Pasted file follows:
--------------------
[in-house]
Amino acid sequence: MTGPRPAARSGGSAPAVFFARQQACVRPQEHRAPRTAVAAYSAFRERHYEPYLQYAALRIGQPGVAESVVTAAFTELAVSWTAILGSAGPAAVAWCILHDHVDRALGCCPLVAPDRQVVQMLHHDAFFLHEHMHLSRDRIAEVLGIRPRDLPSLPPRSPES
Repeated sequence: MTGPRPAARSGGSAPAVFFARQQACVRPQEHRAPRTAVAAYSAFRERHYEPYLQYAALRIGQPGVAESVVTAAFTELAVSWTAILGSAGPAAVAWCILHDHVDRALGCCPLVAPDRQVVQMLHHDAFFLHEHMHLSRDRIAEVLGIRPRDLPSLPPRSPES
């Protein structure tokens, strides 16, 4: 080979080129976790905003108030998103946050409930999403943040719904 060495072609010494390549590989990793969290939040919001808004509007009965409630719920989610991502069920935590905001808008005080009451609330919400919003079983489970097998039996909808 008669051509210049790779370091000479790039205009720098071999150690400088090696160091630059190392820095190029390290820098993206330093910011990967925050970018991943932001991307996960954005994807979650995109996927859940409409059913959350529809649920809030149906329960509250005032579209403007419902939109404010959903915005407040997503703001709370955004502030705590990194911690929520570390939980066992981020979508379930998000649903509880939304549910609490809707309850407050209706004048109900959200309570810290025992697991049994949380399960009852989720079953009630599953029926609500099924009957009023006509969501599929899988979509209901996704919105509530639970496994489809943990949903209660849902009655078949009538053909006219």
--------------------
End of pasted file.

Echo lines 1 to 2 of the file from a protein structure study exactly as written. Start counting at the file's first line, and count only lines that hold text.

[in-house]
Amino acid sequence: MTGPRPAARSGGSAPAVFFARQQACVRPQEHRAPRTAVAAYSAFRERHYEPYLQYAALRIGQPGVAESVVTAAFTELAVSWTAILGSAGPAAVAWCILHDHVDRALGCCPLVAPDRQVVQMLHHDAFFLHEHMHLSRDRIAEVLGIRPRDLPSLPPRSPES